Imagine your family is oblivious to your feelings and needs, but still demands your loyalty, presence and engagement with family events. The “Lady Edith” dilemma. This is also Holly’s (whom you’ll meet in a minute) predicament.
Is there anything either of them can do to improve this situation?
Maybe this isn’t your problem, but perhaps you have other relationships which leave you feeling bruised, frustrated and yearning to change?
Welcome! This is a place to explore what it means to cultivate great relationships with partners, family, friends, kids, neighbors, work mates. With people you love deeply, and with people you’re tempted to dislike, or even write off.
In January I made the case that step one in creating great relationships is to get to know yourself in a whole new way. In brief:
- Recognize there’s not just one “you”. Notice how different people elicit a different version of you. We have distinct inner Parts. See here.
- Your Parts exist in relationship to one another. Tune into your inner chatter and you’ll hear one Part persuading, critiquing, judging, dismissing, ignoring or protecting another Part. See here.
- This is not random. Your Parts each behave purposefully in one of three ways: to proactively manage your day to day, to exile your deepest vulnerabilities or to dowse your inner pain when it is triggered. See here.
This month I’m exploring how – in the midst of this community of Parts – we can become proactive and choose how we show up.
Meet Holly (with the tough family). Her story is an amalgam of several prior client situations. She’d love to improve her relationship with her family and we meet her now as she anticipates attending a family birthday.
Holly’s one of five kids and the only one not yet popping out the grand-babies for her folks who have morphed from stern, judgmental, distant parents into indulgent and fawning grandparents.
It’s yet another birthday for a niece or nephew, and Holly’s been summoned to attend since, as her mother says every year and for every birthday “How could you miss! Don’t you want to celebrate with your family?”
Holly is already familiar with her variety of Parts who get triggered by these events:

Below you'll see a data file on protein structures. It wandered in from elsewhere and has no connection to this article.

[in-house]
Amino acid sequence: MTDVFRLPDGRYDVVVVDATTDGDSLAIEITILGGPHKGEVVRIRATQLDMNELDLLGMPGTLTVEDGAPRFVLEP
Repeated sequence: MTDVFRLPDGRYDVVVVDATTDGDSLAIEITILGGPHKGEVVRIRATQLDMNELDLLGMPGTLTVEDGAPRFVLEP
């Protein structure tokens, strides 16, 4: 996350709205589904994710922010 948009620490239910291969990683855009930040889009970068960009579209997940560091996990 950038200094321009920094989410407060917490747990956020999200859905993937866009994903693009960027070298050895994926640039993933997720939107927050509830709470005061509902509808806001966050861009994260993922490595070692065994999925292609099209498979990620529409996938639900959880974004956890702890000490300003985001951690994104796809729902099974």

Her inner recluse starts screaming and a feeling of suffocation begins to overwhelm her at the thought of the noise and chaos that happens when 20 people gather to eat sugar and offer too many gifts to a small child;
Her no-nonsense task-master starts trying to plan how to entertain the younger kids so there will be some planned cohesion to the afternoon’s chaos;
Her vulnerable, not-good-enough-because-I’m-not-married Part swoops in and she finds herself alternately sobbing and raging at her parents’ agenda for her in the days leading up to the event;
Her devil-may-care Part makes sure she brings several additional bottles of Prosecco so she can always pour another glass when the going gets too tough;
And her yearning-to-connect Part braces for the disappointment that usually follows when Holly tries to have a meaningful conversation with her favorite sister Sally at family gatherings.
Holly has done some terrific emotional homework.
She’s discovered her ~
Managers – the recluse & her no-nonsense-Parts
Exiles – her vulnerable-not-good-enough-because-I’m-not-married, & yearning-to-connect Parts
Firefighters – her devil-may-care Part
(see this Post if you are not familiar with these terms)
And she knows how these Parts tag-team to keep her functioning at these family events. Her Managers keep her alternately seeming like a one-woman island unto herself, or chivvying everyone like a kindergarten teacher, both of which are acceptable to her family and serve to minimize her need to connect at any meaningful level with them. Alternating aloof with busy has the added advantage of minimizing her exiled emotional pain which is easily triggered by her family’s judgment and distance. And, as soon as the pain is tapped into, it’s “fire-fighters-to-the-rescue” and somehow her glass is constantly re-filled with the highly effective “lets-numb-out-on-booze” response.
But she wants to do this differently. These behaviors only reinforce her family’s dim view of her mental stability and life choices. She wishes she could be with them as she is in other contexts, where she experiences herself as strong, interesting and capable.
Holly knows no one in the family (with the possible exception of Sally) has the desire or ability to change how they all relate, so it’s up to her.